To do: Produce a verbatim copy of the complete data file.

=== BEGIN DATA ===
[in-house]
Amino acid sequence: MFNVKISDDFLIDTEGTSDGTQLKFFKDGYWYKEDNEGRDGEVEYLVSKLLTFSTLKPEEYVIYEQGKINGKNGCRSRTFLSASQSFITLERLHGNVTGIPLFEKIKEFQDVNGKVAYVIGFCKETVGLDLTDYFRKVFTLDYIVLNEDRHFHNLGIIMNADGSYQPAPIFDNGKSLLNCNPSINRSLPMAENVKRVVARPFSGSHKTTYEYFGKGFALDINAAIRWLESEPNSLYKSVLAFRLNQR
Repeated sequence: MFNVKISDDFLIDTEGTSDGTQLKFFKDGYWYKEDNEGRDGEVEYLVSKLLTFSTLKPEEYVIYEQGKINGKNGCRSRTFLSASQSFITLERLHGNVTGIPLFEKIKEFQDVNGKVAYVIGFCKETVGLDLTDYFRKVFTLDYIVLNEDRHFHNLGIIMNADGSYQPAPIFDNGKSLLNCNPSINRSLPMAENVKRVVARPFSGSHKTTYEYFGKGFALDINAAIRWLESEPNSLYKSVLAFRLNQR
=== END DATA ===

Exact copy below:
[in-house]
Amino acid sequence: MFNVKISDDFLIDTEGTSDGTQLKFFKDGYWYKEDNEGRDGEVEYLVSKLLTFSTLKPEEYVIYEQGKINGKNGCRSRTFLSASQSFITLERLHGNVTGIPLFEKIKEFQDVNGKVAYVIGFCKETVGLDLTDYFRKVFTLDYIVLNEDRHFHNLGIIMNADGSYQPAPIFDNGKSLLNCNPSINRSLPMAENVKRVVARPFSGSHKTTYEYFGKGFALDINAAIRWLESEPNSLYKSVLAFRLNQR
Repeated sequence: MFNVKISDDFLIDTEGTSDGTQLKFFKDGYWYKEDNEGRDGEVEYLVSKLLTFSTLKPEEYVIYEQGKINGKNGCRSRTFLSASQSFITLERLHGNVTGIPLFEKIKEFQDVNGKVAYVIGFCKETVGLDLTDYFRKVFTLDYIVLNEDRHFHNLGIIMNADGSYQPAPIFDNGKSLLNCNPSINRSLPMAENVKRVVARPFSGSHKTTYEYFGKGFALDINAAIRWLESEPNSLYKSVLAFRLNQR